THE BOTANICAL JOURNAL OF G. W. CLINTON
Rendered by P. M. Eckel
Editor, The Clinton Papers
Buffalo Museum of Science
Missouri Botanical Garden, Res Botanica
www.mobot.org/plantscience/ResBot/
July 17, 2003

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THE BOTANICAL JOURNAL OF G. W. CLINTON – October 1866

 [1866.]    Oct. 2. Walked in Canada. On the Lake Huron road, this side of the junction, noticed Aster ericoides. In the muck [=cattle] at the junction, plenty of Solanum carolinense, could find no flowers, & only one ball [?]. Going from the junction towards the Steam ferry [= Ferry, Lake Huron Railroad] found one plant of Nicandra physaloides, in flower & fruit. On the way back along the Lake Shore, collected some univalves. Physa &c. for the Aquarium, a stone under water, under side, found one crustacean, Oniscus? which I took, but lost it somehow. The Dracocephalum parviflorum is utterly gone. This is the 2d or 3d year I have looked for it in vain. In the village, between the street & the river, near old Lake Huron R. R. landing [=Ferry], Artemisia biennis very abundant tall & thrifty.

 

[Oniscus is the genus of the common pill or sow bug, a terrestrial isopod crustacean that rolls itself up into a little ball, or pill, when threatened.]

 

[1866.]    Oct. 7. Went out to the Turnpike Gate, McAdam road, to give Miss Dougherty, the gate‑keeper's daughter, two slips of the sweet honeysuckle, which Mrs. A. T. Patchins sent me, yesterday morning, by her husband. I think it was in the summer of 1863, that I promised to try & get the plant for Miss D. had not been able to before. On Main St., by the fence of Schanzlin's garden, saw one plant of Lapsana communis. Probably I scattered seed there last year. Walked, on Batavia St., to the Arsenal & turned down to William St., on it to the Central Railroad, on that to Clinton St., and back along that St. All the way on William St., Artemisia biennis common, none on Clinton St. The reason, probably, is that cattle are driven from the Canadian roads along William St., & not along Clinton St., to the cattle yards of the Central Railroad.

 

Day told me, some time ago, that he thinks we have two prostrate species of Euphorbia, the commonest one, if we have two, is E. maculata. On the railroad &c took 2 or 3 specimens of a prostrate Euphorbia, which were smaller than E. maculata usually  is with us, but somewhat hairy, & probably, nothing but maculata.

 

((In May, 1826, a parcel of students at the Van Rensselaer School, under the guidance of Prof. Amos Eaton, then at the head of it, chartered a canal boat & navigated the canal, from Troy to Buffalo & back, to study natural history, in all its branches, & particularly the Canal Rocks. I was of that party; on the way up Rafinesque joined us & was with us some days. At Tonawanda we got a dogfish (Amia), it was new to R. & he examined it with delight, pronounced it new, generically & specifically, & designated it as Osteognathos (bony‑chin) chloripteros (greenfin). He, however, probably afterwards satisfied himself that it was an Amia & described. At any rate, he never, I understand, published it.))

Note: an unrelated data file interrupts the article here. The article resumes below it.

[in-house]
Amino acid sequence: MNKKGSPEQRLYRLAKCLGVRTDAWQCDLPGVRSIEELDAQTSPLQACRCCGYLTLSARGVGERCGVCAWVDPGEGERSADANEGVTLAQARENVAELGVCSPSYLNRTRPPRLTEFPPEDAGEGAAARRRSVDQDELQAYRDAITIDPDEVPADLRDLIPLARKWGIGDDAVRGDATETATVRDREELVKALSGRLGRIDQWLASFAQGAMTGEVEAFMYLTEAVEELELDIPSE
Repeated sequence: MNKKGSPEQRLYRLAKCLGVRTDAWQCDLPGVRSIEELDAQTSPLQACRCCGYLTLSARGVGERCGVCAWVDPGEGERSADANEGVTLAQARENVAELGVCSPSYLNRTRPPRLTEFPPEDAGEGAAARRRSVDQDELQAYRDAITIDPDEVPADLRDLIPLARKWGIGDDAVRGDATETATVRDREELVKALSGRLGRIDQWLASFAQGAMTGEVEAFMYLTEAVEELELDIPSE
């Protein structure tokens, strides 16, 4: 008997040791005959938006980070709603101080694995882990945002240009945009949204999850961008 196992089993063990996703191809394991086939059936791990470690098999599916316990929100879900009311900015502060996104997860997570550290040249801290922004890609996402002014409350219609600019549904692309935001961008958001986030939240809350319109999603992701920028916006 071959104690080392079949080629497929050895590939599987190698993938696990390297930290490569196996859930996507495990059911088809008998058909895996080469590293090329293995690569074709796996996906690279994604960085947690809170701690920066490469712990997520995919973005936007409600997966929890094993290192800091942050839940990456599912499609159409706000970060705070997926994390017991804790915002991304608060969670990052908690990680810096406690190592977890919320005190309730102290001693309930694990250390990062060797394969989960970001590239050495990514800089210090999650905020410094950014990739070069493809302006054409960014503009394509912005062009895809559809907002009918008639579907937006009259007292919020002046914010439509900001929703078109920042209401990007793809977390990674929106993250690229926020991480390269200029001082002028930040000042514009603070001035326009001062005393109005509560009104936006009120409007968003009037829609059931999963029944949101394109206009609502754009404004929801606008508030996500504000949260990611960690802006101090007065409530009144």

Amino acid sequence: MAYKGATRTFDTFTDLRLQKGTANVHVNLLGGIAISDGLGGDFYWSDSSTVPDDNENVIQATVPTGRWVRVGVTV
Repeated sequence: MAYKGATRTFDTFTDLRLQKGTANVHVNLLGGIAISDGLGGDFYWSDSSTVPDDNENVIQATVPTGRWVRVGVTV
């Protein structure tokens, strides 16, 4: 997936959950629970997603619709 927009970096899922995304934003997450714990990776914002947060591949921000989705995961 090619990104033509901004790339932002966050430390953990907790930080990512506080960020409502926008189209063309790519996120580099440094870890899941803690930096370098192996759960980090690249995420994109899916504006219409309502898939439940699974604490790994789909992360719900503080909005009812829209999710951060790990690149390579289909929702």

[The Arsenal in 1862 was on a lot bounded on the south by William St., the north by Batavia. To the west (Otter St.) and east, Milnor St. The next street west was Michigan. East of it was St. Marys Church, Roman Catholic. Otter St. seems to have been replaced by what is now Nash St. and Batavia St. is now Broadway. The Arsenal seems to have been replaced by the City Streets Dept. William St. is intersected by 24 streets as one goes east to the intersection of the New York Central ‑ quite a walk by modern standards, and then back along Clinton St. The cattle yards here must be beyond the intersection of the New York Central and Williams St. The canal boat tour is described by Zenkert (1934. Flora of the Niagara Frontier Region. Bulletin of the Buffalo Society of Natural Sciences Vol. XVI.]

 

[1866.]    Nov. 9. In Schuyler Lake they have a fish they call the Dace, said to attain a weight of 2 or 3 lbs. It is like the true chub, but not so rounded. The mouth is bony, not leathery, & the teeth are in the throat. In the small streams is what they call the [nursery?] chub, a small white scaled fish, dumpy [?], with a black spot or spots on each side. Brought back with me 1 specimen of each. 

 

[1866.]   (Aug. 28. While at Richfield Springs, either in Aug. or Sept. I think in Aug. & for the convenience of Reference, will say Aug. 28, Mr. & Mrs. Bowne, Mr. Gould & Mrs. [unspecified], her daughter & Bowne's, myself & wife, in carriages, went to Cooperstown. There I had the pleasure of meeting Grote. We visited Cooper's grave, the cemetery in which his monument stands, & then down up the west side of the Lake to Tunnicliff's, where we dined on Otsego bass &c., boated a little on the Lake & then home, I had no opportunity to botanize.) 

 

[At Cooperstown, in Otsego township, Otsego Co. "J. Fenimore Cooper, the novelist, resided here; and his mansion and grounds were among the finest in Central N. Y." (French 1860, ftnt. no. 6, p. 536. Clinton calls his fish Otsego shiner and Otsego salmon as well as Otsego bass. The Lake is Schuyler Lake.]

 

[1866.]    ((Aug. 24. [Richfield Springs.] I have omitted to enter, in place, & so enter here, that I observed Zizania aquatica in Schuyler Lake, &, I think also on the more northerly of the Little Lakes, and that Mr. Tunnicliff informed me that it is not native to this region, and that he procured the seed from Canada, & introduced it into the Schuyler Lake, & I think he said into other lakes. I should like to know whether it grows, & if so whether as a native, in Summit Lake.))

 

 

 

Scientific names may be looked up in the online checklist of Western New York plants. Find genus names beginning with  A - C  D - K  L - P  Q - Z.